knotty conceit has, by now, etched this Saddle Creek pillar
permanently into the indie rock pantheon,
and they always do well in Orlando (Mar. 3, The Social). But the openers for the latest sell-out show offered glimpses into the near future.
By far the brightest was Philadelphia’s Beach Slang.
With some pedigree from underrated ‘90s pop-punk band Weston,
bandleader James Alex Snyder
motors further into punk-lifted melodic rock terrain
with Beach Slang, wisely trading in a little of yesterday’s jump for a lot of straight-up drive. The thing that’s not only great but will perhaps prove more enduring about this new vehicle is that it’s got that big ‘90s heart
that’s all the rage right now but without any of the time-stamped gimmicks. Beach Slang’s straightforward anthems are simple but huge, filled with just overdriven soul and the O.G. authenticity
of someone who was actually part of the ‘90s wave. The music is direct but well-aimed and shot with gusto, not unlike the Replacements,
whom they covered very well in the second excellent rendition of “Can't Hardly Wait” I’ve heard in two weeks (the first was from Justin Townes Earle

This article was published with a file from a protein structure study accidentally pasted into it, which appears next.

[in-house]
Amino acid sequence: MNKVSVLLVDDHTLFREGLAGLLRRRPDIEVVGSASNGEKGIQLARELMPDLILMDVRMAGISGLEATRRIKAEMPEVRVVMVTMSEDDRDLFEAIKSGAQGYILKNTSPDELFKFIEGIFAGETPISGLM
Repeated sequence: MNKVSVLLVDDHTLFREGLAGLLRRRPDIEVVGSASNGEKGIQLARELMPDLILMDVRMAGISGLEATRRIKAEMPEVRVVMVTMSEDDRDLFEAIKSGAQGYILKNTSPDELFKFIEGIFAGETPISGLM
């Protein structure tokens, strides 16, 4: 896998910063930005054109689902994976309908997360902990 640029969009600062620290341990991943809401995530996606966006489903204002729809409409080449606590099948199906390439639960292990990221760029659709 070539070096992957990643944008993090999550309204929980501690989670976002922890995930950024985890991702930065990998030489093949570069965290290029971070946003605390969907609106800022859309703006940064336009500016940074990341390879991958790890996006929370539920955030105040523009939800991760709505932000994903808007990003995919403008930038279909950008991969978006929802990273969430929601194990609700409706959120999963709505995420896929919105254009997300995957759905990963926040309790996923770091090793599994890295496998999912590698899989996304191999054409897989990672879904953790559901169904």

at the Dr. Phillips Center).
They sprang a surprise headlining performance
the night before with local indie-rockers the Pauses
at Will’s Pub,
which I missed regrettably. But from what seemed like an aggregate of their own big spirit and positive wind from the night before, they had the room feeling like it was their
show for a little while with one of the most dominant opening sets
I’ve seen in a long time. Fists were pumping, people leapt onto shoulders and a pit ignited, all for them. Yeah, it looks like they got a posse
in Orlando. The band just signed to heavyweight indie Polyvinyl Records
and have yet to release a full-length (due out later this year), but the buzz on Beach Slang is real.
Not to be mistaken for experimental folk act and former Bon Iver
Austin rockers Megafauna
are a newer trio trying to be a direct wormhole between ‘90s alt-rock
and classic guitar rock.
They don’t take the freshest angle on either but they shred seriously enough that they should probably just go all in
on the hard rock.
This Little Underground is Orlando Weekly's music column providing perspective, live reviews and news on the city's music scene.
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